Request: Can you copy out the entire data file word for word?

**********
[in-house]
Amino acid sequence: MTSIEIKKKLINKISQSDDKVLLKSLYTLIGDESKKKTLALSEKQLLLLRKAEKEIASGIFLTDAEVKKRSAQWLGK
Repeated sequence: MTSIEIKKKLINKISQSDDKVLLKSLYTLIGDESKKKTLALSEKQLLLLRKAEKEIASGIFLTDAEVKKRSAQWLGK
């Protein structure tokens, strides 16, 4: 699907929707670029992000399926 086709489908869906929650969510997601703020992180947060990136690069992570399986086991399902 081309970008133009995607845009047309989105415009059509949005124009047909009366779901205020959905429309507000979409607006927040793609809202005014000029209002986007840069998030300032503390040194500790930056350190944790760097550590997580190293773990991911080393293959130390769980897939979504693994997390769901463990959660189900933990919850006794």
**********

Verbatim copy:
[in-house]
Amino acid sequence: MTSIEIKKKLINKISQSDDKVLLKSLYTLIGDESKKKTLALSEKQLLLLRKAEKEIASGIFLTDAEVKKRSAQWLGK
Repeated sequence: MTSIEIKKKLINKISQSDDKVLLKSLYTLIGDESKKKTLALSEKQLLLLRKAEKEIASGIFLTDAEVKKRSAQWLGK
């Protein structure tokens, strides 16, 4: 699907929707670029992000399926 086709489908869906929650969510997601703020992180947060990136690069992570399986086991399902 081309970008133009995607845009047309989105415009059509949005124009047909009366779901205020959905429309507000979409607006927040793609809202005014000029209002986007840069998030300032503390040194500790930056350190944790760097550590997580190293773990991911080393293959130390769980897939979504693994997390769901463990959660189900933990919850006794």